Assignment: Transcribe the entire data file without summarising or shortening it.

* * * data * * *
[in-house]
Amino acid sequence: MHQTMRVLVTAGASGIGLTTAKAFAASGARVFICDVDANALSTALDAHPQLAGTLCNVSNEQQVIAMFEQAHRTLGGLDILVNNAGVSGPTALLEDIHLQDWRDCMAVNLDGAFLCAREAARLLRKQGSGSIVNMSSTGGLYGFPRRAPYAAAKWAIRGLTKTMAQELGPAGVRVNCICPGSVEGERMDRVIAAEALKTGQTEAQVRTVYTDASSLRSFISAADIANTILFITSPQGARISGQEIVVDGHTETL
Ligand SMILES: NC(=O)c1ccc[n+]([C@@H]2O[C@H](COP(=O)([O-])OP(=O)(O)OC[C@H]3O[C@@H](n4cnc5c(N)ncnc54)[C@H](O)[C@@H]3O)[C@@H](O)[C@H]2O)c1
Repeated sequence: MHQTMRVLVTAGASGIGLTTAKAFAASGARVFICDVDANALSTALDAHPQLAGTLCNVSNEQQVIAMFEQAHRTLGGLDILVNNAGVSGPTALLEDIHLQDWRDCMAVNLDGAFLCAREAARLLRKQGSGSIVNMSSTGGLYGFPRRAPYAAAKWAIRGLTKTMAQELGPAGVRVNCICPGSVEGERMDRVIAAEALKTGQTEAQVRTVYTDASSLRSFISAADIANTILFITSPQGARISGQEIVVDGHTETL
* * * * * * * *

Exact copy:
[in-house]
Amino acid sequence: MHQTMRVLVTAGASGIGLTTAKAFAASGARVFICDVDANALSTALDAHPQLAGTLCNVSNEQQVIAMFEQAHRTLGGLDILVNNAGVSGPTALLEDIHLQDWRDCMAVNLDGAFLCAREAARLLRKQGSGSIVNMSSTGGLYGFPRRAPYAAAKWAIRGLTKTMAQELGPAGVRVNCICPGSVEGERMDRVIAAEALKTGQTEAQVRTVYTDASSLRSFISAADIANTILFITSPQGARISGQEIVVDGHTETL
Ligand SMILES: NC(=O)c1ccc[n+]([C@@H]2O[C@H](COP(=O)([O-])OP(=O)(O)OC[C@H]3O[C@@H](n4cnc5c(N)ncnc54)[C@H](O)[C@@H]3O)[C@@H](O)[C@H]2O)c1
Repeated sequence: MHQTMRVLVTAGASGIGLTTAKAFAASGARVFICDVDANALSTALDAHPQLAGTLCNVSNEQQVIAMFEQAHRTLGGLDILVNNAGVSGPTALLEDIHLQDWRDCMAVNLDGAFLCAREAARLLRKQGSGSIVNMSSTGGLYGFPRRAPYAAAKWAIRGLTKTMAQELGPAGVRVNCICPGSVEGERMDRVIAAEALKTGQTEAQVRTVYTDASSLRSFISAADIANTILFITSPQGARISGQEIVVDGHTETL